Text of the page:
Fab & Facilities

Photovoltaics International Archive
Fab & Facilities, Photovoltaics International Papers
As polysilicon producers perform expansions and upgrades to increase production and improve operations, plant safety remains critical. Companies should routinely review their safety policies and effectively plan their projects to ensure uninterrupted product supply and create a safe environment for employees and the communities in which they operate. Both the design and the execution of expansion and upgrades to projects are critical as companies strive for minimal down time so that productivity is not affected. Such hazards and scenarios that may hinder and delay start-up, specifically in relation to polysilicon plants, are highlighted in this paper. Furthermore, the paper outlines how best to avoid these situations, offering methods of execution to achieve the three key measures of success: safety, high purity and minimal down time.
Photovoltaics International Archive
Fab & Facilities, Photovoltaics International Papers
Development of fine-line crystalline silicon solar cells is a potential direction for application of high-efficiency and low-cost solar cells in the industry. Fine-line mask-free metallization offers huge potential to increase cell efficiency by reducing metal shadowing losses and surface recombination losses. At China Sunergy, three promising approaches for fine-line crystalline silicon solar cells are currently undergoing research, including processes such as laser doping selective emitter (LDSE) technology, inkjet or aerosol jet printing of metal paste and upgraded screen-printing technology. This paper presents the basic investigations of these three manufacturing technologies, singling out the technology that presents the most potential for further application.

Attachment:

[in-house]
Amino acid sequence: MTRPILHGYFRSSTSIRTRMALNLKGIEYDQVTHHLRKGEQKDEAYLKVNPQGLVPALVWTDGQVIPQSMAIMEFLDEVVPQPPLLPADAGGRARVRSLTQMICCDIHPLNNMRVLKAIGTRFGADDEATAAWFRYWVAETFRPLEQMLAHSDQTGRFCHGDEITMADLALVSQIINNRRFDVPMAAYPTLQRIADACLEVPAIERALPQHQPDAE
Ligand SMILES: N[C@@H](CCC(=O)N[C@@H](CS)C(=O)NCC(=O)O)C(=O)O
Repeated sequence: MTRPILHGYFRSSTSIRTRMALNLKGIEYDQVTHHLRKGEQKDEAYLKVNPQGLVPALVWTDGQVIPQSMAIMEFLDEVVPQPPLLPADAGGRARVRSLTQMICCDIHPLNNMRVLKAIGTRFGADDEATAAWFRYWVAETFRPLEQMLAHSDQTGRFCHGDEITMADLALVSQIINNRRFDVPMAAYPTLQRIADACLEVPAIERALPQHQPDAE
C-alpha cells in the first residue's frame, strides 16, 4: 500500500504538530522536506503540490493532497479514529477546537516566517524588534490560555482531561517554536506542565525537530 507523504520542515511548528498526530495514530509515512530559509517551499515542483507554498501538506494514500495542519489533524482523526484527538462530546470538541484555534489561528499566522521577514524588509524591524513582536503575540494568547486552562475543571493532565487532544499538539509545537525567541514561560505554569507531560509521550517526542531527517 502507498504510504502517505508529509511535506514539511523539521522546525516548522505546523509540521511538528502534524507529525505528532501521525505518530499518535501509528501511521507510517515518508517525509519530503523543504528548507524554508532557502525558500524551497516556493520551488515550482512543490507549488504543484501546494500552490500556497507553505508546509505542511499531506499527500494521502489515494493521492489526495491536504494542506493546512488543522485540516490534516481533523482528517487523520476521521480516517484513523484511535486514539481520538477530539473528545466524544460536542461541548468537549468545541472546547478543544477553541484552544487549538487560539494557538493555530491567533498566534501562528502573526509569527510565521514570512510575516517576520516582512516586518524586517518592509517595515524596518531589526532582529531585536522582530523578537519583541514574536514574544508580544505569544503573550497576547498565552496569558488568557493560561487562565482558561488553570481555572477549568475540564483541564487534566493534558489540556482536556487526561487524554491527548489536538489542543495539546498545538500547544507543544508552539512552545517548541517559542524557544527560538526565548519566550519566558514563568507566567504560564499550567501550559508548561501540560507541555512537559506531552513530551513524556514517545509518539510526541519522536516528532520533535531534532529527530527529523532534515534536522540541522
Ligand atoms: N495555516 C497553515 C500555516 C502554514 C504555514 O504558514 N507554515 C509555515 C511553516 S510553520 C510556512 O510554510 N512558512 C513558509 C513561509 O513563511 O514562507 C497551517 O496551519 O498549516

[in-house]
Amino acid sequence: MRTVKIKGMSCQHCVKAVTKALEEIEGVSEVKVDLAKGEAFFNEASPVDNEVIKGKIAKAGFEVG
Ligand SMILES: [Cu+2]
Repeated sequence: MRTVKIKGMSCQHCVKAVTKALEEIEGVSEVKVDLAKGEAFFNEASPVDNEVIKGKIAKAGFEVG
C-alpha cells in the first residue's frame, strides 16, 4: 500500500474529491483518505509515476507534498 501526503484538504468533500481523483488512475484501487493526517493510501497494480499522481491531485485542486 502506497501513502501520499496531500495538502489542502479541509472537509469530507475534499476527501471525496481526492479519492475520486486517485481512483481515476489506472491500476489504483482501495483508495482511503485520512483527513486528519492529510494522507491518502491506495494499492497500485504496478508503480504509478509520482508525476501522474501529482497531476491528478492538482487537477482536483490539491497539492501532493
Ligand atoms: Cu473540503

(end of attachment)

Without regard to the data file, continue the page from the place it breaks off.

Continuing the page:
Photovoltaics International Archive
Fab & Facilities, Photovoltaics International Papers
PV manufacturers can quickly reduce their costs, and increase their yields, by using SEMI standards that were originally designed to help semiconductor fabs deal with power glitches and power costs. SEMI, the global industry association serving the manufacturing supply chains for the microelectronic, display and photovoltaic industries, has two well-established electric power standards that could prove especially useful for PV manufacturing: SEMI F47, which helps equipment deal with power disturbances, and SEMI E3, which helps users understand how much electric power is used in their recipes. This paper provides a method of lowering costs and increasing yield by applying these standards in the PV manufacturing industry.
Photovoltaics International Archive
Fab & Facilities, Photovoltaics International Papers